However, while Judge Maceda is allowed to reopen the case before judgment is rendered, Section 24 requires that a hearing must first be conducted. Judge Maceda issued the April 1, 2003 Order without notice and hearing and without giving the prosecution and accused an opportunity to manifest their position on the matter. This failure, to our mind, constitutes grave abuse of discretion and goes against the due process clause of the Constitution which requires notice and opportunity to be heard. The issuance of the said order, without the benefit of a hearing, is contrary to the express language of Section 24, Rule 119.

Although the defense counsel had cross-examined Pedrosa and had participated in the proceedings after the case was reopened by Judge Maceda, the same does not amount to a waiver of Cabarles’s objection to the April 1, 2003 Order. To be effective, a waiver must be certain and unequivocal. Here, Cabarles filed the present petition seeking for a writ of certiorari against Judge Maceda before Pedrosa was cross-examined. Also, when asked to comment on the prosecution’s formal offer of evidence taken after the case was reopened, Cabarles objected to its admission on the ground that the same was inadmissible having been received by the court after Judge Maceda issued the questioned order.
On the second issue, Cabarles maintains that contrary to Judge Maceda’s observation, the prosecution was given ample opportunity to present its case as seen by the issuance of several subpoenas to Pedrosa and Dr. Salen. Cabarles argues that he is presumed innocent until proven guilty and should not be made to wait indefinitely for prosecution witnesses to testify. To do so would violate his constitutional right to due process and a speedy disposition of his case. According to Cabarles, the reopening of the case is clearly detrimental to him since it meant another day in prison.

The OSG counters that the reopening of the case was made in accordance with Section 24 since the prosecution is entitled to the reopening of the case to prevent a miscarriage of justice. Furthermore, Cabarles’s right to a speedy trial had not been violated since delays caused by the absence of a prosecution witness are excluded when computing the time within which trial should start under Section 3, Rule 119 of the Revised Rules of Criminal Procedure.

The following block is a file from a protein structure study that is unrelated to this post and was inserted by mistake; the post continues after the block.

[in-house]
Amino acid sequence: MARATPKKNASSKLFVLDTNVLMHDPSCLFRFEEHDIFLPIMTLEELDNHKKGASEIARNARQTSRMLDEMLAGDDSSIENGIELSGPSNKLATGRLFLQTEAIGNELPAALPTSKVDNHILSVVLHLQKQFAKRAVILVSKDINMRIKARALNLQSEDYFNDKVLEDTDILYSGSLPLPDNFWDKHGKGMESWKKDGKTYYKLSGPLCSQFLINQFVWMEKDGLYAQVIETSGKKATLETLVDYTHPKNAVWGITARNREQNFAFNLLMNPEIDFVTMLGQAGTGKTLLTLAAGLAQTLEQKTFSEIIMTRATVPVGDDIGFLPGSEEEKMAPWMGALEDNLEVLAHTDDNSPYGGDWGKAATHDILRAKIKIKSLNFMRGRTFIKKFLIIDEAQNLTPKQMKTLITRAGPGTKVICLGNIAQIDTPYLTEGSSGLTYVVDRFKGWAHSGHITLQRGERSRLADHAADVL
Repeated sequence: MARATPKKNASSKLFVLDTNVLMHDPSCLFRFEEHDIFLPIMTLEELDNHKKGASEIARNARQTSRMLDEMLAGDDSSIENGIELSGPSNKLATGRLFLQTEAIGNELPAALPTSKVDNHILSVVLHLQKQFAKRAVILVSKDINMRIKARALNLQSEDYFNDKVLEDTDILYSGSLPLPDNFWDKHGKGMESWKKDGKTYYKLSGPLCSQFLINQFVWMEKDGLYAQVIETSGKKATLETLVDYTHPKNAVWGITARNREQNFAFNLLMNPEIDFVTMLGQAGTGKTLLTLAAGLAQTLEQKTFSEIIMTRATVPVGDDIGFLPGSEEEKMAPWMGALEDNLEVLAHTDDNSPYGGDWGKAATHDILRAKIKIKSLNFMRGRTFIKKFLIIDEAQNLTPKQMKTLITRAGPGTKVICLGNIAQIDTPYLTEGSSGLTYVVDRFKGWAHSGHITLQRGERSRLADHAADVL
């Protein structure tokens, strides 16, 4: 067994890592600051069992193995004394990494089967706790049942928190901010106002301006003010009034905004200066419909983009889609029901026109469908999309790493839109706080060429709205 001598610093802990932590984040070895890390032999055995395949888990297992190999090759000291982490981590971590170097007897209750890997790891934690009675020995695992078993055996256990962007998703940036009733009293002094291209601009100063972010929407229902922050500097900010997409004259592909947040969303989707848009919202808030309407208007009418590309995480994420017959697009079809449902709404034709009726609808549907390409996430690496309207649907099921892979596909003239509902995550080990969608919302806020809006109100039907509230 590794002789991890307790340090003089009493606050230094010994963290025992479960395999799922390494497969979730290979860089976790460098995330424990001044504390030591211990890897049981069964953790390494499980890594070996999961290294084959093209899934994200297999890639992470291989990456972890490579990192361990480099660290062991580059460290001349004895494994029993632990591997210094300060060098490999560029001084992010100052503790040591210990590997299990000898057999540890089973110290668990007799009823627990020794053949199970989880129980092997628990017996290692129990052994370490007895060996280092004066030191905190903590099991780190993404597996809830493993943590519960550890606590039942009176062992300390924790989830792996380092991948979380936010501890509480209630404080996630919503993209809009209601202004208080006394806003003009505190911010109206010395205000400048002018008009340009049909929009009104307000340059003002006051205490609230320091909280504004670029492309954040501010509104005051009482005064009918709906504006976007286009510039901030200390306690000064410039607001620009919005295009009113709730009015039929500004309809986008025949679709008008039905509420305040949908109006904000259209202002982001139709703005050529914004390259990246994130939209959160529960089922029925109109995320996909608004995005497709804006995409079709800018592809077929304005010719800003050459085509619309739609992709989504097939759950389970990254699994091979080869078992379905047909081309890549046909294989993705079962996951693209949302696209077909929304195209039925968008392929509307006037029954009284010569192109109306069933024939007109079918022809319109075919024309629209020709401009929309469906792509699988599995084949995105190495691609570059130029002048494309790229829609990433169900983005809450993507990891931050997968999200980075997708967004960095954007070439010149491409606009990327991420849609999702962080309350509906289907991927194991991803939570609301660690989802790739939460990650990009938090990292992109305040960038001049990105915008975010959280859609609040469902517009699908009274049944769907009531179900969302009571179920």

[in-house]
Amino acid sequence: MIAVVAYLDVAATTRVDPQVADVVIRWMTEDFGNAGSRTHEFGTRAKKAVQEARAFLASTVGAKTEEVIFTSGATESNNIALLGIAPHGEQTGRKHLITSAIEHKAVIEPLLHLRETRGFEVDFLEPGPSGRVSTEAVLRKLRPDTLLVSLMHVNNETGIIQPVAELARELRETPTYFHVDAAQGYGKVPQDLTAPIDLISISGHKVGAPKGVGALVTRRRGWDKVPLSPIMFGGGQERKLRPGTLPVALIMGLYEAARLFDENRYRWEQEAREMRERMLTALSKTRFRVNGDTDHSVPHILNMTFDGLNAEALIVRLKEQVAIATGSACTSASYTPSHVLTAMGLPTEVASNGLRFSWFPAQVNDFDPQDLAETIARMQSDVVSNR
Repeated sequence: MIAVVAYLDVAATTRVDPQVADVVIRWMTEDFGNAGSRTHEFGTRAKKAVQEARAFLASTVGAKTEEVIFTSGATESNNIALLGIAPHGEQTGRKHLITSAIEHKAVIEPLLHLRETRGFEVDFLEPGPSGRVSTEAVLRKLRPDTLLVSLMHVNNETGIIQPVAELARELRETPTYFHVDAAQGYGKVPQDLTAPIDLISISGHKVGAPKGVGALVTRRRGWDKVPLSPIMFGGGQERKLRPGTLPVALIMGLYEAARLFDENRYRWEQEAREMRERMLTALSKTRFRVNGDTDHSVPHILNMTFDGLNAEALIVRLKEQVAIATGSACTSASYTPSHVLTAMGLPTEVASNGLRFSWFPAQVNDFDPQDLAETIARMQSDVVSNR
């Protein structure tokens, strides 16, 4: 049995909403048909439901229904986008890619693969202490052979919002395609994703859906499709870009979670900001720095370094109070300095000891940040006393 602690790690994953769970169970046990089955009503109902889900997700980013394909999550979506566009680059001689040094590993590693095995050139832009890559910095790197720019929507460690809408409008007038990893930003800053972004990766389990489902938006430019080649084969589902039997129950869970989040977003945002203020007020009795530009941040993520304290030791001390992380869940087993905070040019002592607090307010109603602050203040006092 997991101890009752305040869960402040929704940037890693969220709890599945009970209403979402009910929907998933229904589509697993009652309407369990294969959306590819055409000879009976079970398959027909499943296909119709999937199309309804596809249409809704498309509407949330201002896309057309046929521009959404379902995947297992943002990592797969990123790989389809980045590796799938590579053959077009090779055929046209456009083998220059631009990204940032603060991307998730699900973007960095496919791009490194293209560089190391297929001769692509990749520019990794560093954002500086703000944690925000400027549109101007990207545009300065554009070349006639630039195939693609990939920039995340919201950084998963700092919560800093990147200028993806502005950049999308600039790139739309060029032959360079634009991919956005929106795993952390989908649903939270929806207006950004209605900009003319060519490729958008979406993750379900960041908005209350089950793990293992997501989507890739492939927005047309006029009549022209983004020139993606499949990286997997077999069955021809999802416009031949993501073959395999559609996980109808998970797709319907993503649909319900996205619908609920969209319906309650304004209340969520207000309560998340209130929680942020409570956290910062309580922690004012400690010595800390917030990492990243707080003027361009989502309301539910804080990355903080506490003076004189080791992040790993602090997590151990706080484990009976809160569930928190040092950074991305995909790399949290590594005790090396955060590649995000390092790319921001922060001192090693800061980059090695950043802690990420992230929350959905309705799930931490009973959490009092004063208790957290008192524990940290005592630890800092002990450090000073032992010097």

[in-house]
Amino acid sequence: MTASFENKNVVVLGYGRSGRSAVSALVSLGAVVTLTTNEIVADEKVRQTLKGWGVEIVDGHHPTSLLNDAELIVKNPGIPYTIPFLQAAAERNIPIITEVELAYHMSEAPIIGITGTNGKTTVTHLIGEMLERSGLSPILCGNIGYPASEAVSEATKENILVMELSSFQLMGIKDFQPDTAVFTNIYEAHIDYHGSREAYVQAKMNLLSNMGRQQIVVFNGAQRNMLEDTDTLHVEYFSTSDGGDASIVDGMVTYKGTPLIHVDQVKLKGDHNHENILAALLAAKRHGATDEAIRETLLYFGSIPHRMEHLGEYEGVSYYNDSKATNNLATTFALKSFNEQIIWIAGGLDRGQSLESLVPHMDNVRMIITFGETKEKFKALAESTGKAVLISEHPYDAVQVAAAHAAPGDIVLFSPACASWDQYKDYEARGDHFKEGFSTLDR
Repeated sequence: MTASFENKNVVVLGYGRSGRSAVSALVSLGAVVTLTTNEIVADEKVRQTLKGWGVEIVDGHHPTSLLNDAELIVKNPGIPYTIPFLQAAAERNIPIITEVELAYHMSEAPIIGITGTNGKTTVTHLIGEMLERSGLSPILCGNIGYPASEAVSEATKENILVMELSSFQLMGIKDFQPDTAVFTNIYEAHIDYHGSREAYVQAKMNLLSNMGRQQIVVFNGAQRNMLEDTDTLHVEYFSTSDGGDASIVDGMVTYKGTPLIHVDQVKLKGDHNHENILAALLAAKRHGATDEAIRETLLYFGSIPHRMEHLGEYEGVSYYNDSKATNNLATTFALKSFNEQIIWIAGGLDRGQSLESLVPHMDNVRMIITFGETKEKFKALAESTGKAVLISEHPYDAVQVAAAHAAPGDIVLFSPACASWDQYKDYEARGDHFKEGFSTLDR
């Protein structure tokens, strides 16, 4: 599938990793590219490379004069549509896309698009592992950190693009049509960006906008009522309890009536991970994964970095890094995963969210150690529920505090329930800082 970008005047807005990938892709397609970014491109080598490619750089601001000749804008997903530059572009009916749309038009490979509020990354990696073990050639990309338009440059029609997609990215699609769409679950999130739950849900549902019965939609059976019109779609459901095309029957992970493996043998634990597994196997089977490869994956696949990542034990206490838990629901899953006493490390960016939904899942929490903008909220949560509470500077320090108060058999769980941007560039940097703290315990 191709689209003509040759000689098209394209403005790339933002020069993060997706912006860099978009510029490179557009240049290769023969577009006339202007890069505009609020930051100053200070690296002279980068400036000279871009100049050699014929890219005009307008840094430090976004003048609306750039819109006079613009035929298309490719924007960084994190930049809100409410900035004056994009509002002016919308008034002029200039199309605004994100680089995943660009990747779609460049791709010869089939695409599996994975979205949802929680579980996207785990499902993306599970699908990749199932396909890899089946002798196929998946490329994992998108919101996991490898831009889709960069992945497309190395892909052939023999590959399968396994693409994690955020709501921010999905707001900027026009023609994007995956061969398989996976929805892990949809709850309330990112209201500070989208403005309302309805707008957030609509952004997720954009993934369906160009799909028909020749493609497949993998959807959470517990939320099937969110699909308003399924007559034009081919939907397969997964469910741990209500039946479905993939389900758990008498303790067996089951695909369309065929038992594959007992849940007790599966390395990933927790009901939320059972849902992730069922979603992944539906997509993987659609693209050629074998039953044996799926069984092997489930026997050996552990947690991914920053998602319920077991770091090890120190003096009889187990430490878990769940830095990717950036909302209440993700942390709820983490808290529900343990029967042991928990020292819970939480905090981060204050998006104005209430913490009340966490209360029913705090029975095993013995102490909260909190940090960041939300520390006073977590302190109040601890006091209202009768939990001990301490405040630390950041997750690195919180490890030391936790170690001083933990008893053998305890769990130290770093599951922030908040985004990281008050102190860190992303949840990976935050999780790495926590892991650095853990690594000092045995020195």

Although the matter of reopening a case for reception of further evidence is largely a matter of discretion on the part of the trial court judge, this judicial action must not, however, be done whimsically, capriciously and/or unreasonably. In this particular case, the prosecution was given ample opportunity to present all its witnesses but it failed to do so. The failure of the prosecution to take full advantage of the opportunities given does not change the fact that it was accorded such opportunities. Contrary to the justification stated in the April 1, 2003 Order, the prosecution was not deprived of its day in court. While it may be true that due to some confusion with the trial court’s calendar, some of the trial dates assigned to the prosecution did not push through and some of the subpoenas issued to Pedrosa and/or Dr. Salen pertained to hearing dates which were different from those assigned for reception of prosecution’s evidence, still the prosecution had a total of four hearing dates when it was given the chance to prove its case: May 23, June 20 and 27, and August 1, 2001. The presence of prosecution witnesses in court is the responsibility of the public prosecutor and it is incumbent upon him to take the initiative of ensuring the attendance of his witnesses at the trial.

Since Judge Maceda issued the questioned order without complying with the third requirement of Section 24, that there be a hearing conducted before the order to reopen is issued, then the assailed order must be annulled and set aside for having been issued contrary to law and consequently with grave abuse of discretion.

On Cabarles’s right to a speedy disposition of his case, we agree that under the Constitution, all persons shall have the right to a speedy disposition of their cases. Nowhere is this guaranty more significant and meaningful than in criminal cases where not only the fortune, but the life and liberty of the accused as well, are at stake. (G.R. No. 161330; February 20, 2007)